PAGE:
It was overwhelming. The giant pile of things, of hope, of all the love and support, everything we had for a baby so very wanted and so very hoped for...gone. She teared up as she saw just how much we had to donate, and hugged me and told me how sorry she was that things turned out this way.
I helped her load up her car, and then mine when it became apparent that not only would it take several trips otherwise but that the crib was definitely not going to fit in her car, ever. She hadn't wanted me to do anything, but I didn't feel right sitting on the couch while she loading everything up, and additionally my neighbors decided that this was the perfect time to hang out on the street and have a chat and I felt a little like there was a bit of a spectacle. Having some strange lady taking baby stuff out of our house and into her car without me would probably be stranger than me trying to look cheerful while helping.
Trying. At one point when I offered to help drive stuff she said, "you probably just want this over as fast as possible" and I teared up and said "I just can't look at it all sitting here anymore." And then I cried the entire way home, after we unloaded my car first and she said she'd unload her car, that I could absolutely go and take care of myself.
I am pretty sure that this was the hardest day. It felt worse than any of the other days that have peppered this journey to nowhere. The absence was overwhelming.
I figured out what it is. It's truly, absolutely over. Even if I was like, "WAIT! Let's reopen our homestudy!" (which I'm not), we have no baby gear anymore. We have made our decision and it is final with a capital F. There's no going back. We are definitely resolving our journey childfree. Right now it feels a lot like childless, since I had all these things for a child who existed in my heart, and now that dream is gone. It shifts and morphs between the two -- childless which to me captures the loss, childfree which captures the empowerment of a life that, once we scab over the rawness, will be full of other dreams, other possibilities. Even if it wasn't our desired landing spot.
It reminds me of my uterine surgery -- once that was over, I had absolutely zero chance of getting pregnant, ever. It was pretty close to zero before, but there was no going back, no deciding to reopen the treatment route, no way to have a spontaneous pregnancy "miracle." At first it made me sad, but I was so done with the treatment aspect of things and of birth control that made my body go nuts that I embraced the finality. It came after almost two years of knowing that IVF wasn't ever going to work for me, though. It came after trying other things and having them not work, and then saying, "Okay, uterus, I'm done with you. I'm locking this door and throwing away the key." It was a relief. It frees me to not be as sad when others get pregnant, because that's no longer an option for me whatsoever. I've let it go entirely.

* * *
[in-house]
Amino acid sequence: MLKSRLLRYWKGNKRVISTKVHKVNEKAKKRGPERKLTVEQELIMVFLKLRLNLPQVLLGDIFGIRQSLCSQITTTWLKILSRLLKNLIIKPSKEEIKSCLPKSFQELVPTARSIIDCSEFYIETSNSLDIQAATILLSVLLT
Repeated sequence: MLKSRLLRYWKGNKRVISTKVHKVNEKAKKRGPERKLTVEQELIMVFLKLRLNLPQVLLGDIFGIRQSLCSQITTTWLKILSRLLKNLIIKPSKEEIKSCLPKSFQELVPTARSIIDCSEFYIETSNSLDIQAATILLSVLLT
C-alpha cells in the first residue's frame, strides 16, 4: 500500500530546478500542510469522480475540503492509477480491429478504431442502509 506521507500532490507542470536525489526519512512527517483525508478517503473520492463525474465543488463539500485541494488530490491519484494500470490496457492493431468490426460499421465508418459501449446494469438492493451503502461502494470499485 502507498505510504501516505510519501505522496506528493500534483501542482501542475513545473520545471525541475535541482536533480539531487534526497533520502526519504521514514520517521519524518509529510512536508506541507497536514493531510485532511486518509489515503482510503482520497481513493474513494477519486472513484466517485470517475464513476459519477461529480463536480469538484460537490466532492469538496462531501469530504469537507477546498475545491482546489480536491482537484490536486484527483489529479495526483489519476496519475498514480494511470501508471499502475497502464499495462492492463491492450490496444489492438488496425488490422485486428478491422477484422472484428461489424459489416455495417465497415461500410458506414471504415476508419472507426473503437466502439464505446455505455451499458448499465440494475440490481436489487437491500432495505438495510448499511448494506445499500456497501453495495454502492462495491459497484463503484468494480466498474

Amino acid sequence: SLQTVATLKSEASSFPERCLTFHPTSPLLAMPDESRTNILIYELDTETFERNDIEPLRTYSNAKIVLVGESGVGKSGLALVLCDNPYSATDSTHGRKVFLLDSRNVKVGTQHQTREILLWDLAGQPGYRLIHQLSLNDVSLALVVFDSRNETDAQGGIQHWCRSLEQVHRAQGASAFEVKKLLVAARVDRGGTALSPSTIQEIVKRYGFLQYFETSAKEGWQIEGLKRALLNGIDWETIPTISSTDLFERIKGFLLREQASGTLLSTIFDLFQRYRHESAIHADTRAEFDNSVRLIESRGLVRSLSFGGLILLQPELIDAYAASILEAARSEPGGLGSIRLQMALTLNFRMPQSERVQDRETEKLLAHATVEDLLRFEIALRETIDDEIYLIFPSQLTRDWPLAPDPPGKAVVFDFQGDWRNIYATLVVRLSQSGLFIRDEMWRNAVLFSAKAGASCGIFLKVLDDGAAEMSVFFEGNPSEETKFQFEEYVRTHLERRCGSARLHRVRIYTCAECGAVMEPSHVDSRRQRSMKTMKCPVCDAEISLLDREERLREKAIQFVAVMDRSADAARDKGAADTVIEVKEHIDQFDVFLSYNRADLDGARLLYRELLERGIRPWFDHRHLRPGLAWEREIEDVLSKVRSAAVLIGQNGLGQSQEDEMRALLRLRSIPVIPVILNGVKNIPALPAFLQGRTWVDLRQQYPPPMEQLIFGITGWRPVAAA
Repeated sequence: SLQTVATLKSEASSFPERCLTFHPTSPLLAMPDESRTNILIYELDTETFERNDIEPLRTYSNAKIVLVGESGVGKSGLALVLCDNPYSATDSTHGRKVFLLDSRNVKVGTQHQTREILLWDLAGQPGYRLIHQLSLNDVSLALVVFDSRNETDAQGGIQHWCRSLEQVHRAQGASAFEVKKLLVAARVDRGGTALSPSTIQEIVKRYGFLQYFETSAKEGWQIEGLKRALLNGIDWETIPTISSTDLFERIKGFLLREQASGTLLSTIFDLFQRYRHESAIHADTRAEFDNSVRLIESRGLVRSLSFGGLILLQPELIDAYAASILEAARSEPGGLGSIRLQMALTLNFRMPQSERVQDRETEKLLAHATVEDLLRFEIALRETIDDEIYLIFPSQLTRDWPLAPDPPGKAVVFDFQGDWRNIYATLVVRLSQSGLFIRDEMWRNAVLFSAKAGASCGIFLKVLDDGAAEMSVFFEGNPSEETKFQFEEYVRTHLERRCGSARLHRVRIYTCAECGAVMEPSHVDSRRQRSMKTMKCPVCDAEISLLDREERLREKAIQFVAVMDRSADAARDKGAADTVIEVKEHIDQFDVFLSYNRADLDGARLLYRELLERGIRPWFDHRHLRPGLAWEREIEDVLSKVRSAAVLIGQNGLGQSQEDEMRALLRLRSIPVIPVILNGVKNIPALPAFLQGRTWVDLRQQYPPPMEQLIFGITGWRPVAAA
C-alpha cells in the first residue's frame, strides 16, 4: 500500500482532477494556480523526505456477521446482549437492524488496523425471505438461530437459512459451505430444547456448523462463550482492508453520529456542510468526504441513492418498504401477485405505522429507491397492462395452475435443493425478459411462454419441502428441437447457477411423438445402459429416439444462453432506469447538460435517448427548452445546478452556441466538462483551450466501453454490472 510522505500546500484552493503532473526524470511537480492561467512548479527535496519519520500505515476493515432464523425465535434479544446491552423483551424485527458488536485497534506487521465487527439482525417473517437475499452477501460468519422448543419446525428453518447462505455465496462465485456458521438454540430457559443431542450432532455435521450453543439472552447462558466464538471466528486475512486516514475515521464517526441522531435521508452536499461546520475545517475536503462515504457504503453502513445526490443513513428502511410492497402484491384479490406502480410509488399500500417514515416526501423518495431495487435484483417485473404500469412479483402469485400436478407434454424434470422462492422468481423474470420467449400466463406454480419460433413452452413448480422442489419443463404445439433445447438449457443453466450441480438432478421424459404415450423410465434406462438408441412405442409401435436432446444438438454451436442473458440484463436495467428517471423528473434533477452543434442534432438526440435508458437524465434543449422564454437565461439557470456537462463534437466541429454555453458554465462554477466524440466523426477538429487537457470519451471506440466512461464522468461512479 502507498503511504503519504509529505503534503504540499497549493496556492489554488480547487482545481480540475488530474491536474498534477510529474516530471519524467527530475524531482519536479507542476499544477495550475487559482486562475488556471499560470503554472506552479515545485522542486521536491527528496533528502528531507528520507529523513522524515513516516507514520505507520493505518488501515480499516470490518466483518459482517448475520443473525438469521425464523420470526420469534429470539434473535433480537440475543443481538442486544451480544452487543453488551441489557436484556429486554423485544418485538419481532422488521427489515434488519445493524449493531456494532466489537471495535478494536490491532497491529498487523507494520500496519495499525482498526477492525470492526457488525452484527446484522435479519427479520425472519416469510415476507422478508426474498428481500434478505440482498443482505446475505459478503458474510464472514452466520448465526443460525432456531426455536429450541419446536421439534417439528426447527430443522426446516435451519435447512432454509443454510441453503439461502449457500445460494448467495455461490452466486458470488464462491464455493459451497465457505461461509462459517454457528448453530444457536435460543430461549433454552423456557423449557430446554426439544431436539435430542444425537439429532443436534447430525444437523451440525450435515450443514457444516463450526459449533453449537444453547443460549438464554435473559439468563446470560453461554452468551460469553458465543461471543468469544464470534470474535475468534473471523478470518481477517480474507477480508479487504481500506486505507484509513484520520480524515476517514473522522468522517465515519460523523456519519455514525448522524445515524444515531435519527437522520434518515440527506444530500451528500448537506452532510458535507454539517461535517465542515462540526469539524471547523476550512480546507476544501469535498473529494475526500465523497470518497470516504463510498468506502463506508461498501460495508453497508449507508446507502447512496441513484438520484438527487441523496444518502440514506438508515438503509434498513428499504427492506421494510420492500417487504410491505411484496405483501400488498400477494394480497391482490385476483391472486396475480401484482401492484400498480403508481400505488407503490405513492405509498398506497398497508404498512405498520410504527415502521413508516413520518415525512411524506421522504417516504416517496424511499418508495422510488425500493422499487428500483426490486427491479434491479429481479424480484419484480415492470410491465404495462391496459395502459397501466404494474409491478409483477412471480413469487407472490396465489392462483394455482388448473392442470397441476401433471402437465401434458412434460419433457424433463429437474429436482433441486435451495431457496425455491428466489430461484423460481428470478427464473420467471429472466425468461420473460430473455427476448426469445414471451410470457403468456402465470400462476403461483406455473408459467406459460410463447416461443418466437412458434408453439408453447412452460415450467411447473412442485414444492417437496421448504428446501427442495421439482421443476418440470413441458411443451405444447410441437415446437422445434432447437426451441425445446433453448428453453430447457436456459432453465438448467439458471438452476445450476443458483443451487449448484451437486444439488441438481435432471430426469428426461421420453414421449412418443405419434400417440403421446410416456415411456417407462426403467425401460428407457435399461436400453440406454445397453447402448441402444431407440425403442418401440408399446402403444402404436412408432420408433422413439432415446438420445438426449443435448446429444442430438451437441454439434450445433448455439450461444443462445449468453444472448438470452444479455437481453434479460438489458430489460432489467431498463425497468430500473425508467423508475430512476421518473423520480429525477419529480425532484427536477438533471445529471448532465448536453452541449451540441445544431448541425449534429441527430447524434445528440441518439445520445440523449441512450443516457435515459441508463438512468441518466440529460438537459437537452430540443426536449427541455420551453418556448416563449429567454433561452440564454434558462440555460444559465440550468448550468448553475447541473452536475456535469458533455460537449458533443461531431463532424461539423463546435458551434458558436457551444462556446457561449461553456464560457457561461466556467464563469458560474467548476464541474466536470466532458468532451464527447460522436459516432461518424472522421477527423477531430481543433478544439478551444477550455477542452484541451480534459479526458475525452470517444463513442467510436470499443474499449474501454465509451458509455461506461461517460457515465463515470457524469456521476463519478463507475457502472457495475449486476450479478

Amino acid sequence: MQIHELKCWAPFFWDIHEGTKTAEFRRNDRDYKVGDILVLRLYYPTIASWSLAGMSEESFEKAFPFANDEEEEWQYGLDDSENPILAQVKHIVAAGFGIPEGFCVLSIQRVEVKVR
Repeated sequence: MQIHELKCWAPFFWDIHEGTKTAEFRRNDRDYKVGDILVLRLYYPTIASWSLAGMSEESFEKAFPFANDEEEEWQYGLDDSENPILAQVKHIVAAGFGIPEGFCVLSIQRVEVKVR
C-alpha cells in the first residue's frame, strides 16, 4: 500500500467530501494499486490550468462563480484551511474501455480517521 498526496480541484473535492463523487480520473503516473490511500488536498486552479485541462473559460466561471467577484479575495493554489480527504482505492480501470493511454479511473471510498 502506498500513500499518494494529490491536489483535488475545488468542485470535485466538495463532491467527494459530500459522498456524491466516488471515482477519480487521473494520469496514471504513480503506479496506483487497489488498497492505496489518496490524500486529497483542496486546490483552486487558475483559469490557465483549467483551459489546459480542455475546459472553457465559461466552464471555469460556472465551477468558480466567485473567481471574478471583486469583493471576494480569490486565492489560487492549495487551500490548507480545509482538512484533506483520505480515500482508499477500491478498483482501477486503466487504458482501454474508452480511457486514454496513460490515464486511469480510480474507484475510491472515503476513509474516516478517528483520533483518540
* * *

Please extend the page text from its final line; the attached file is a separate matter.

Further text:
Donating the baby gear is similar, but it happened at warp speed. We only made this decision a month and a half ago, really. I haven't had time to acclimate. Having a nursery you know you aren't going to use is painful, on a daily basis, the kind that saps you slowly. Donating everything all in one day and loading it all up and getting it out in a space of about an hour is excruciatingly painful, but then it's gone. Then the healing can start. Then the empty space in the living room that held the pile of things can be replaced with new furniture, a reading nook where my desk used to be since now my desk is where the nursery used to be. (Well, sort-of-desk. Still the plywood setup.)
I feel like everything is a series of Before and After pictures.
|So much stuff. This pile goes about eight feet from one side to the other.|
|After I got home and it was all gone. Strangely like the decal-free wall upstairs.|
But it's also a series of transformations. That space was only empty for so long before we filled it with a rearranged, new-furniture setup in our living room. A living room that doesn't need space for a pack-n-play, a living room that can have light colored upholstery because there won't be any little sticky fingers wielding markers here. But it's cozy, and each new thing is a step towards embracing this new life we have ahead of us. The After we can look forward to that has a duller sort of pain, and a new kind of promise.
|Not empty anymore.|
|So much seating now!|